Feb 7, 2014, 12:15 PM EST
Soccer in the Southeast of the United States has never had it so good.
Those two Florida franchises could have a Southern foe to do battle against, as MLS might be heading to ATL.
According to the Atlanta Journal-Constitution, Atlanta Falcons President Rich McKay told city officials on Thursday that the NFL side is “far along in negotiations with MLS” about becoming the league’s next franchise.
With the Falcons about to break ground on their new stadium just a few hundred yards from their current home in the Georgia Dome, plans to have an MLS side based in the new $1.2 billion venue have been apparent for quite some time as NFL owner Arthur Blank has spoke of his admiration for an MLS franchise in downtown Atlanta. On Thursday McKay reinforced those feelings.
“It’s our objective to get an MLS franchise if we can make it happen,” McKay said. “We think it would be, not just great for Atlanta and the region, but really it’s the right thing to do for the southeast.”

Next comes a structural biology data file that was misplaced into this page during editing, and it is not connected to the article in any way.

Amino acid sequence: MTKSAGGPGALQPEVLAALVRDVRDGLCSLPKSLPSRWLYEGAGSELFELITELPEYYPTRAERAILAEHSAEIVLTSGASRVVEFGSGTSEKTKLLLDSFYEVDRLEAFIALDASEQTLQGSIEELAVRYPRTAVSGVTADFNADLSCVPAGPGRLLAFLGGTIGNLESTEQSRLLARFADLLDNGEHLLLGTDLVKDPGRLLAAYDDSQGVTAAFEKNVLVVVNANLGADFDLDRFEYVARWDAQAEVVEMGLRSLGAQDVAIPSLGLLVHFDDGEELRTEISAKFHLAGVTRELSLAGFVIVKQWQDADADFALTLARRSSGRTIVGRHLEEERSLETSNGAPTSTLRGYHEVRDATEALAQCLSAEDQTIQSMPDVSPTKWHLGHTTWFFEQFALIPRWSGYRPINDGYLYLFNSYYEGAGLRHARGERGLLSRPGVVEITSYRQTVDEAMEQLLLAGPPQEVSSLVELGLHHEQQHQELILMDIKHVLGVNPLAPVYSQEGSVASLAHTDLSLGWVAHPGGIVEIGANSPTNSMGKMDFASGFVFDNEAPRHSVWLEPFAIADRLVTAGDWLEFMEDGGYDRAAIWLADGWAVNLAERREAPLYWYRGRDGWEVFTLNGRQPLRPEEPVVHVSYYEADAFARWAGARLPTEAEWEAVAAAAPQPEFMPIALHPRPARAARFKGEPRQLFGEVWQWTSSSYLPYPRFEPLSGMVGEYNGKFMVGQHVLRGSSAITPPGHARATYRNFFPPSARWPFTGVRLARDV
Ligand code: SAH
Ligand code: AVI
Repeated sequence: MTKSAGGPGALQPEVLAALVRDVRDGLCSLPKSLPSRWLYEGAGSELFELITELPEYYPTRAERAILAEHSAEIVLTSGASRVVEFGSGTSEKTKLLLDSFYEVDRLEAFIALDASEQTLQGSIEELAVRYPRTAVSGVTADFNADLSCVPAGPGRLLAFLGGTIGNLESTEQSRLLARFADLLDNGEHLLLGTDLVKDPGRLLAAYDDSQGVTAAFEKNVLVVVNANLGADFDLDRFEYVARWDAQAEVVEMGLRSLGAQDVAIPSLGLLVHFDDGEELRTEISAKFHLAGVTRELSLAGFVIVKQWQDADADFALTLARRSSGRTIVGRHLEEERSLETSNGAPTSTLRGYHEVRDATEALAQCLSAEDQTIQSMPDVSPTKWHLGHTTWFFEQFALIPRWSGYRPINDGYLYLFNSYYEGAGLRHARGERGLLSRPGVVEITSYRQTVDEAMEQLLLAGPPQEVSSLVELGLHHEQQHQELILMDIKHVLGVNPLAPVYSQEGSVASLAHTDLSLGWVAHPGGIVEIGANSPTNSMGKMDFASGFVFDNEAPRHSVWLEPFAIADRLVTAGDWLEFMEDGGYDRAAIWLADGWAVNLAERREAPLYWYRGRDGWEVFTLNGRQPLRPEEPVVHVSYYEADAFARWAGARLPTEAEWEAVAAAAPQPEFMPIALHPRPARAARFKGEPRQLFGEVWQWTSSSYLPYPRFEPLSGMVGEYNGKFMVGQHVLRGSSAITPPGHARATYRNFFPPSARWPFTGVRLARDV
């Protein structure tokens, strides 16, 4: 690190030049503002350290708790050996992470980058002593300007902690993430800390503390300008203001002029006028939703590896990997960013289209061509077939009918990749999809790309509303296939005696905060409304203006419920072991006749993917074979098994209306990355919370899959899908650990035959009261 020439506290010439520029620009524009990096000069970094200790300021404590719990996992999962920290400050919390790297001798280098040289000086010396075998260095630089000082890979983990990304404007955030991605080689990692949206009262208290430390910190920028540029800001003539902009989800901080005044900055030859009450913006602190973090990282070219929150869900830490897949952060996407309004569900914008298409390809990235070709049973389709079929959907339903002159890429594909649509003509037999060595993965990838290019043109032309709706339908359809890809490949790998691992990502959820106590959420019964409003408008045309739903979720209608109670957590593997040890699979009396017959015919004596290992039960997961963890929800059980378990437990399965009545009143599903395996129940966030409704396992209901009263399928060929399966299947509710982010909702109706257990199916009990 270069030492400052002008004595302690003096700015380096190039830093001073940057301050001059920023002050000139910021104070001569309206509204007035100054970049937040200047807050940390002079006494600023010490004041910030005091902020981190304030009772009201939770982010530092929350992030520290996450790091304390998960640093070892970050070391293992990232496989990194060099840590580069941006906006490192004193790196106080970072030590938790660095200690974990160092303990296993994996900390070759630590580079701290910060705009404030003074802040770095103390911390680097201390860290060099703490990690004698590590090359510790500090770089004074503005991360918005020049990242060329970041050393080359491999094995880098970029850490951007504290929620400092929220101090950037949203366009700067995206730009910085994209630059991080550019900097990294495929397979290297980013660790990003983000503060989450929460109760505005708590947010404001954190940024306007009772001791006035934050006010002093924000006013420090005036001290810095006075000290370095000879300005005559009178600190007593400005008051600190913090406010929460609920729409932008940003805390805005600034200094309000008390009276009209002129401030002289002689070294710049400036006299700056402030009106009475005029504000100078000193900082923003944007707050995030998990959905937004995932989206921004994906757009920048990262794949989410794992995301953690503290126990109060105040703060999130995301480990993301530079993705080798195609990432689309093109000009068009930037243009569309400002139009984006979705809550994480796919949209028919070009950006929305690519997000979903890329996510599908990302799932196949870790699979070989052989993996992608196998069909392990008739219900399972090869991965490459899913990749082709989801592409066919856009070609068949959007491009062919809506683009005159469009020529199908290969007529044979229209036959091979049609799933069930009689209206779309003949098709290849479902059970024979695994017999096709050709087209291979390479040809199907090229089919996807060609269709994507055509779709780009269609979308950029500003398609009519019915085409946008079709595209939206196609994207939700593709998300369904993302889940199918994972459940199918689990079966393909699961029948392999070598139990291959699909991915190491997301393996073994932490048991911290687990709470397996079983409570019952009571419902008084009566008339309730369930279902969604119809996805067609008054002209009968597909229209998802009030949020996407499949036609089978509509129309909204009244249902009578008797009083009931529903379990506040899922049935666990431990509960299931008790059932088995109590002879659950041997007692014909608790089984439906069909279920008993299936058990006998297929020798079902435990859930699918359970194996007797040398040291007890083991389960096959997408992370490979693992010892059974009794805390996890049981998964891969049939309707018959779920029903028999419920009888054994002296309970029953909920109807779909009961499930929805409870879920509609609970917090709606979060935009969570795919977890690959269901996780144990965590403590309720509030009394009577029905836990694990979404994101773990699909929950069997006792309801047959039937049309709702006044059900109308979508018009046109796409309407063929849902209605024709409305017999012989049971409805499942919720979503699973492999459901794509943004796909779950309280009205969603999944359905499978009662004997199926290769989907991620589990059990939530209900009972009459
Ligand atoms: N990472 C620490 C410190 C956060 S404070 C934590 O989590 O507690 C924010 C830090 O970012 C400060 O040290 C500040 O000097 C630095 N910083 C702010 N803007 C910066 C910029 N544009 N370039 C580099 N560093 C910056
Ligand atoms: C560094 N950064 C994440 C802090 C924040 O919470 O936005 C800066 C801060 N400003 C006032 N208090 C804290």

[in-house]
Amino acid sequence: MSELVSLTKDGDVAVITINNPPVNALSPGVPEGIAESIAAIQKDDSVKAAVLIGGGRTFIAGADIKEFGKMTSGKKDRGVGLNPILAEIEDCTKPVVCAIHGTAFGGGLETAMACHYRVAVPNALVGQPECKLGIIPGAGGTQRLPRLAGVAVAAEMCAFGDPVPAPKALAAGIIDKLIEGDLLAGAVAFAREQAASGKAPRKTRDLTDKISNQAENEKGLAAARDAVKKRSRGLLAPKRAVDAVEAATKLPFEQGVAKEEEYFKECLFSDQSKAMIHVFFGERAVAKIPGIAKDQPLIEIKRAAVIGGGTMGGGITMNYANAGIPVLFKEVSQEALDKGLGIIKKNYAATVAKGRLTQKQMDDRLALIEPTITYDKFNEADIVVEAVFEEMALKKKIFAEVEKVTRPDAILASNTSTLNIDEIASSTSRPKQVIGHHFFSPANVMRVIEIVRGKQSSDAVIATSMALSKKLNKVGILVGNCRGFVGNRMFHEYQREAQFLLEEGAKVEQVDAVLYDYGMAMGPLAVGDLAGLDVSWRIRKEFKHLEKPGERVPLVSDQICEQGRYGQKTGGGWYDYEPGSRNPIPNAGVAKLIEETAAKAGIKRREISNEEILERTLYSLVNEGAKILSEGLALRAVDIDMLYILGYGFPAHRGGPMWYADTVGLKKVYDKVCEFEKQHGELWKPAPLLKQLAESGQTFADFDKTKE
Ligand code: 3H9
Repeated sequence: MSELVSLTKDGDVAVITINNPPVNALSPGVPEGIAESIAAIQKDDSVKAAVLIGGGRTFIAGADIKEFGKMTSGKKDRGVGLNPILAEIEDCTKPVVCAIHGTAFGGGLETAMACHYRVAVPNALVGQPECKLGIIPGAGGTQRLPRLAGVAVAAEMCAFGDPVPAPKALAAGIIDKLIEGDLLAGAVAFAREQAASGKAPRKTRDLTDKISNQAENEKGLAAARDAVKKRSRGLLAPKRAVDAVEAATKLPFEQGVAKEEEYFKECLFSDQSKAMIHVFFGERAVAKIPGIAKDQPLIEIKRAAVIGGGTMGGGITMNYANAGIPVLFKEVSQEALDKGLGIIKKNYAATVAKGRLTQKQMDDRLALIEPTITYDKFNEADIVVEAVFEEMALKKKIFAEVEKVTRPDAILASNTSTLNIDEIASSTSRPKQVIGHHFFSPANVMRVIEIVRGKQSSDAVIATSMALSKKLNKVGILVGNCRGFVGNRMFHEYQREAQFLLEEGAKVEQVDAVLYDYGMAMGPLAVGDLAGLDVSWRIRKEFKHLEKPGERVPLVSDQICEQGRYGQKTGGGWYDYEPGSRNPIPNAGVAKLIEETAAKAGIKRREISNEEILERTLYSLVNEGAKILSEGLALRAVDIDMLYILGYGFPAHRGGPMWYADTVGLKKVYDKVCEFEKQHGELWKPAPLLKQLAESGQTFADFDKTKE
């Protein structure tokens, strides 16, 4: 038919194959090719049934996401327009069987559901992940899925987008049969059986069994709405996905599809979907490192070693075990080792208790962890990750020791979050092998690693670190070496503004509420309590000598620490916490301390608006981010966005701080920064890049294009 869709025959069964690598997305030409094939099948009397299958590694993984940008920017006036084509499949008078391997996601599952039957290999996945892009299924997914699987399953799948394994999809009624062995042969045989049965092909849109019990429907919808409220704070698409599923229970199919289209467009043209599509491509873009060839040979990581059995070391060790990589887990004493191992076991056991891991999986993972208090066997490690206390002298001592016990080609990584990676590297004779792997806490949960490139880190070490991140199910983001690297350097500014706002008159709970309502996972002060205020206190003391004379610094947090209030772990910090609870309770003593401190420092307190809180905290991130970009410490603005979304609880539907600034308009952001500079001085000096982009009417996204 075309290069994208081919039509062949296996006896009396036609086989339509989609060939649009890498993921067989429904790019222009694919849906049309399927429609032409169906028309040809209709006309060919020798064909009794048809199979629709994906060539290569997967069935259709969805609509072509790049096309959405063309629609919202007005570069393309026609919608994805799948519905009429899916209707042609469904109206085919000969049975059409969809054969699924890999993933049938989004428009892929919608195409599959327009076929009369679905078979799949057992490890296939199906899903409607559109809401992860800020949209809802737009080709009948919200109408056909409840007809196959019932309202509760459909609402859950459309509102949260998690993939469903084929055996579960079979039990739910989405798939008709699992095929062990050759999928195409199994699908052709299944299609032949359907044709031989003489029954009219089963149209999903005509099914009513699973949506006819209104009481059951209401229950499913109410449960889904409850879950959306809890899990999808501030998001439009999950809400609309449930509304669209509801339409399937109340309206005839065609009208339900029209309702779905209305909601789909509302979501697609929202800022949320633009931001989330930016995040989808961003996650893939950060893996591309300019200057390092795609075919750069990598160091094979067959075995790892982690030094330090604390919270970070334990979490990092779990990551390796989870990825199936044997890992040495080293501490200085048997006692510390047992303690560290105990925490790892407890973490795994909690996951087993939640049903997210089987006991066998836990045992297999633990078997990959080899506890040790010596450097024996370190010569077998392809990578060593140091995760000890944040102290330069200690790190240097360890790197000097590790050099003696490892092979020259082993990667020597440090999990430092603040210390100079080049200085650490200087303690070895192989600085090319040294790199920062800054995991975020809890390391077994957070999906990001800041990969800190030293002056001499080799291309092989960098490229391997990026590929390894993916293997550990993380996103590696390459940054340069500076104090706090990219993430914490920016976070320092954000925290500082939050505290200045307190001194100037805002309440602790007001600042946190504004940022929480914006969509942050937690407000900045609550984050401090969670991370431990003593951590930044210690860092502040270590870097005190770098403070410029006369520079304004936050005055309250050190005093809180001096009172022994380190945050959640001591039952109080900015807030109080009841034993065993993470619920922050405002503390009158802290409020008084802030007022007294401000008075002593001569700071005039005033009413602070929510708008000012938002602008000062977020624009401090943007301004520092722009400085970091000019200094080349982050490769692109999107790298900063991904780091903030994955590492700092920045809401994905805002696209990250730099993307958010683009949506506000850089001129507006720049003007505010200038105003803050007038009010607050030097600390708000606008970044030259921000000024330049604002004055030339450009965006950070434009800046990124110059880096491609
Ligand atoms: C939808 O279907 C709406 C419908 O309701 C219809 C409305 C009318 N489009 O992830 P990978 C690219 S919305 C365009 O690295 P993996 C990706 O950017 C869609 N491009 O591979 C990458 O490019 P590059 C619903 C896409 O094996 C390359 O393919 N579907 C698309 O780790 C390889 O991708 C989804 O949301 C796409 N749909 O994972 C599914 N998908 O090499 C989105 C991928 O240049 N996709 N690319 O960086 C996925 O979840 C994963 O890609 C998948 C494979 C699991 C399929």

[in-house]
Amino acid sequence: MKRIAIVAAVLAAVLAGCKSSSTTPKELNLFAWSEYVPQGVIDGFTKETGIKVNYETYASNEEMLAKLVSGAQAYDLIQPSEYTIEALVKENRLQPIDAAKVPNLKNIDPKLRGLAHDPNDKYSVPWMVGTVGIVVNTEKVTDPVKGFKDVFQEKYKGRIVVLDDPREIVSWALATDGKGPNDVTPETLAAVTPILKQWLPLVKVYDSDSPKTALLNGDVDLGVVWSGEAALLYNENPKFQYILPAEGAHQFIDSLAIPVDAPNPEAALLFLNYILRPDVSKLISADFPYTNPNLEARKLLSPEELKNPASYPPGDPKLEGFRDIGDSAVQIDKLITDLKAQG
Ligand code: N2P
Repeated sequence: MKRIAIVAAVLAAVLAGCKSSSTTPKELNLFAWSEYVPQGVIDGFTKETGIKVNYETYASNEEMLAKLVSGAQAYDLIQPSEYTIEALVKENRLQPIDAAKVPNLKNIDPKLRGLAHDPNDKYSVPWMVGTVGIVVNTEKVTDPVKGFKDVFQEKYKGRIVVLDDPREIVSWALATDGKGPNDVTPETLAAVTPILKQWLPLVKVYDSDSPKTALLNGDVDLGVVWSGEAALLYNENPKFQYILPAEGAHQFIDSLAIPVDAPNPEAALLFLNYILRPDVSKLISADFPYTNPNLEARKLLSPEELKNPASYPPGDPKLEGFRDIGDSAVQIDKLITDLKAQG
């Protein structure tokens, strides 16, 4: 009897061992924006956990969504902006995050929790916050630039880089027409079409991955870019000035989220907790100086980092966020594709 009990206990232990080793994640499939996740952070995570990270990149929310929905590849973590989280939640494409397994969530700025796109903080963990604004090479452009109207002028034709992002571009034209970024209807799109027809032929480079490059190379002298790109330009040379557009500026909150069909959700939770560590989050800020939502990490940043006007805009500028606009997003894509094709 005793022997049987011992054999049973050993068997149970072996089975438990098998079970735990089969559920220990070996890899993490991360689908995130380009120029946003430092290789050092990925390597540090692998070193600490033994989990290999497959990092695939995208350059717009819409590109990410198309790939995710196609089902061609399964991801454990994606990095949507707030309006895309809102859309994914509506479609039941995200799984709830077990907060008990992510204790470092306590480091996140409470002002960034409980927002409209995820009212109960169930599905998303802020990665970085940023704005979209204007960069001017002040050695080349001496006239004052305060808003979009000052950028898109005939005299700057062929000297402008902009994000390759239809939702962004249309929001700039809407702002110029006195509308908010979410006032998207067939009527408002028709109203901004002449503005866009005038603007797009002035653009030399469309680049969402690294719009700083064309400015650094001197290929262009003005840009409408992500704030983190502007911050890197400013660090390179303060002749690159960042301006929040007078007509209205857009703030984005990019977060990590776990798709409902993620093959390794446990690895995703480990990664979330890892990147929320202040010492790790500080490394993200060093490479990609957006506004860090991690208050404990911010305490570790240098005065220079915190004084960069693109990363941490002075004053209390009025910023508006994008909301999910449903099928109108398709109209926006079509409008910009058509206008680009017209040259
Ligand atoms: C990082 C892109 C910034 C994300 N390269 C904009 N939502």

How do we feel about Atlanta’s potential arrival into MLS?
It could work, especially with Orlando and Miami as regional rivals a la the Seattle, Vancouver and Portland triangle up in the Pacific Northwest. The far Southeast corner of the U.S. has been neglected in soccer terms for many years and deserves a shot at bringing a whole new dimension to MLS, which I think it will.
Having a franchise in ATL playing in a 70,000 American Football stadium may not sound that attractive to many people, but the Vancouver Whitecaps have proven it can work as they have a partition that folds down and acts as a ‘fake roof’ at BC Place, as ‘Caps fans sit in the bottom tier of the 60,000 seater stadium and get crowds of over 20,000. This would not be a return to the dark ages of MLS when teams played in huge stadiums and struggled to get crowds of over 10,000 in the ’90’s.
It is something that could happen as early as 2017, as that’s when the Falcons new stadium will be ready. Perfect timing to join Miami’s Beckham-owned franchise as they are likely to join the league in ’17.
The league does like to introduce expansion sides in groups, as we saw Chivas USA and Real Salt Lake join in 2005, Portland and Vancouver in 2011 and New York City FC and Orlando City will arrive together in 2015. This is all beginning to make some sense, but I can’t help but think some other cities in the U.S. would be feeling pretty miffed if MLS did arrive in Georgia. Cities like San Antonio, Minneapolis and Sacramento have a decent chance, but there will only be a maximum of 24 MLS sides in the foreseeable future after Commissioner Don Garber said so.
So, ATL to MLS, what do we think?
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